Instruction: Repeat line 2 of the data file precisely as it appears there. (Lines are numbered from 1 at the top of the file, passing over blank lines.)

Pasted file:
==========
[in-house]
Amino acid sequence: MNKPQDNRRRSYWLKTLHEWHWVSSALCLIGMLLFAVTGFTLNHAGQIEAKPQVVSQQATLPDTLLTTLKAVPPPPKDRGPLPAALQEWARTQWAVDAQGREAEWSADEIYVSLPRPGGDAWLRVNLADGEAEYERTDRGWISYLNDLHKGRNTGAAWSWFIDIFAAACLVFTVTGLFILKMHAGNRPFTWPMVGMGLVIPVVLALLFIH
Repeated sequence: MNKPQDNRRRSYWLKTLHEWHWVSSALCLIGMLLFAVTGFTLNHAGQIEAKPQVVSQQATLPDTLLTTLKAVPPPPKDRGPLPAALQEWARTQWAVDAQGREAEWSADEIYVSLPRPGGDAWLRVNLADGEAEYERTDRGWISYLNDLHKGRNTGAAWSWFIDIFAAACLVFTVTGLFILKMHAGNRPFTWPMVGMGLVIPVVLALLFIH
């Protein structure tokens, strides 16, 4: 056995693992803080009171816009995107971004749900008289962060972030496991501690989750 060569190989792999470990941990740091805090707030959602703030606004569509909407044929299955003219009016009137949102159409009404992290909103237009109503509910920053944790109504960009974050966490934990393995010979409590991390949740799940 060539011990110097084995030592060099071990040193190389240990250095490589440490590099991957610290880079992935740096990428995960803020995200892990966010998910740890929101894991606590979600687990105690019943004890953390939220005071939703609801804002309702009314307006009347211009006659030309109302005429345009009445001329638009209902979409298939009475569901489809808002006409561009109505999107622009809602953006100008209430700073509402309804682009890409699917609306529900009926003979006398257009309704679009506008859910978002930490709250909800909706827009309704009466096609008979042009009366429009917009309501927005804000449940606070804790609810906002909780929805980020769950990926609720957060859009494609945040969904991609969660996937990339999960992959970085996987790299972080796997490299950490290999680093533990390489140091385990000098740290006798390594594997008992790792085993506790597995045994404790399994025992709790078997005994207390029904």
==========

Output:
Amino acid sequence: MNKPQDNRRRSYWLKTLHEWHWVSSALCLIGMLLFAVTGFTLNHAGQIEAKPQVVSQQATLPDTLLTTLKAVPPPPKDRGPLPAALQEWARTQWAVDAQGREAEWSADEIYVSLPRPGGDAWLRVNLADGEAEYERTDRGWISYLNDLHKGRNTGAAWSWFIDIFAAACLVFTVTGLFILKMHAGNRPFTWPMVGMGLVIPVVLALLFIH